(1) Malware. This is the specific threat that Joe encountered. It came in the form of a set of links sent over via Steam’s chat feature from someone he doesn’t know, assuming that he was sent over links to images of items this “player” wants to trade him with. This someone, unfortunately, is named “[unassigned]”, a widely known indicator in the community that it’s a bot account. More about this later.

We normally see binaries related to Steam outside of the platform and are marketed as either downloads of the fake downloads of the Steam installer, fake Steam installer, keyloggers or self-proclaimed “crackers” in the past. The above is an example of malware pretending to be an image file. Some even use “Steam Guard” as the binary’s file name to make it more believable. However, with Joe’s experience and some comment spam I’ve seen before, we’d be more surprised if malware proponents are not on Steam.

(2) Fraud. This is probably the most common threat we’ve seen involving Steam. Social engineering plays a key role in pulling off a successful scam, as you have seen in Joe’s case, some of the noteworthy ones are quite sophisticated.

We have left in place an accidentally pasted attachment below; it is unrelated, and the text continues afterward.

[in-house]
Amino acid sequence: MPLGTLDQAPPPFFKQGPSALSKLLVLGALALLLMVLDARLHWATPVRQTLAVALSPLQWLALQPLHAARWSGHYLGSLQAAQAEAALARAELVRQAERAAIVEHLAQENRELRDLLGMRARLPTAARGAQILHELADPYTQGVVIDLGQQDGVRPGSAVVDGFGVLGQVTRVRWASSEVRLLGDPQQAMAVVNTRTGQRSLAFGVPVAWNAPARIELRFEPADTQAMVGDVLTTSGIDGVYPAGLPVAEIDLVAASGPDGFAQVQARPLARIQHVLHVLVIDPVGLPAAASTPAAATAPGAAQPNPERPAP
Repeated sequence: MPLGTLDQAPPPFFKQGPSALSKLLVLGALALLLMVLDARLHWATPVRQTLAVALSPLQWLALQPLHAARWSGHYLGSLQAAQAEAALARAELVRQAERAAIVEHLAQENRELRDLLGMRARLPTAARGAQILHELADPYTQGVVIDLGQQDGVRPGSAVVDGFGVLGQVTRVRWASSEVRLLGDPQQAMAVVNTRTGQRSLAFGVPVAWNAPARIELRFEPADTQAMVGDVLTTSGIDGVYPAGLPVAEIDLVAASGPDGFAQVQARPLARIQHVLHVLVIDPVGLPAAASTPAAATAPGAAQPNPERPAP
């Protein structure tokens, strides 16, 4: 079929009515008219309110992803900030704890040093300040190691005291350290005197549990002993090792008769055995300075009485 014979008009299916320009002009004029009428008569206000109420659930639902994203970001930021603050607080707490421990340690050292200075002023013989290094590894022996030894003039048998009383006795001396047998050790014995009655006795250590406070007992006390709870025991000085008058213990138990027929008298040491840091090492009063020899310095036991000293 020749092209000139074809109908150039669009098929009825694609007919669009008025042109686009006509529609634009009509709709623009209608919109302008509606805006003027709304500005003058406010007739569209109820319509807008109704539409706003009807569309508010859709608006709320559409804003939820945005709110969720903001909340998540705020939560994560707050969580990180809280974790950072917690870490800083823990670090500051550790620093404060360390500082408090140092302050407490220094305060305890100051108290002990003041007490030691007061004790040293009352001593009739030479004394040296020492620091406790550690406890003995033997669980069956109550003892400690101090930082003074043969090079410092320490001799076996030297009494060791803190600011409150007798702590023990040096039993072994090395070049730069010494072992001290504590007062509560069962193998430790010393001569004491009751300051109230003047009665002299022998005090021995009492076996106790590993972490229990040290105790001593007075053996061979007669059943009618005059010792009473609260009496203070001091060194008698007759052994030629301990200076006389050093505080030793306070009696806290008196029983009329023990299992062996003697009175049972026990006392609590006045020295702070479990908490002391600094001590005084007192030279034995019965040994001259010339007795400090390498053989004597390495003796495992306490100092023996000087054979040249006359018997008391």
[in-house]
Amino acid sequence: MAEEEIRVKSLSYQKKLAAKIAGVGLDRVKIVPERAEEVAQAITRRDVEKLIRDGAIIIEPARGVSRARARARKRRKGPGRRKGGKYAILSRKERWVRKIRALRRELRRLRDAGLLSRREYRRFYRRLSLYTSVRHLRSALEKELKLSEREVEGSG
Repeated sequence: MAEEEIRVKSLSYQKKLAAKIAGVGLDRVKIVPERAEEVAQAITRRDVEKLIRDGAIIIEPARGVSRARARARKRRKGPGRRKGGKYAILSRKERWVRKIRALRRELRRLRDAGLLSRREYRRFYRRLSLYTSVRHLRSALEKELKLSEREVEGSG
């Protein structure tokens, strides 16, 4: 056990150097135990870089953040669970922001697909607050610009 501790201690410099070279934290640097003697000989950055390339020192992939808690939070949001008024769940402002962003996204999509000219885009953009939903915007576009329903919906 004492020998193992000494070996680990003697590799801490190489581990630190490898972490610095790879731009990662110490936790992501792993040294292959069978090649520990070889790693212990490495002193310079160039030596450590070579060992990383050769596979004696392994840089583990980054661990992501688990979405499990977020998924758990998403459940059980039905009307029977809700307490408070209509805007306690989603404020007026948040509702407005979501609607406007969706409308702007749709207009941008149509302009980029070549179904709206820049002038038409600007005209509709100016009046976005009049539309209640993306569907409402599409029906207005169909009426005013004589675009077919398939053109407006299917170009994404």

There’s are two types of fraud we have see at play so far, both involving either bots, impersonators, holders of hacked accounts, or gamers with malicious intent in general:

(2.1) Phishing. We know that for years, scammers have been out to get their hands on Steam login credentials. Some of the techniques they have employed may be a combination of social engineering and typosquatting, or just pure social engineering. An example of this occurred several months ago: phishers have taken advantage of users’ lack on knowledge of SSFN, a file Steam references to so that users won’t have to verify their machines each time they log in to the gaming platform, to trick them into handing it over with their credentials. Gamers on Reddit have rambled on this topic extensively.

One may not realize that a Steam account is as valuable—perhaps even more—than the games and inventory items it has. The number of phishing campaigns and stories of accounts getting hijacked can be proof of a lucrative black market for selling and buying credentials.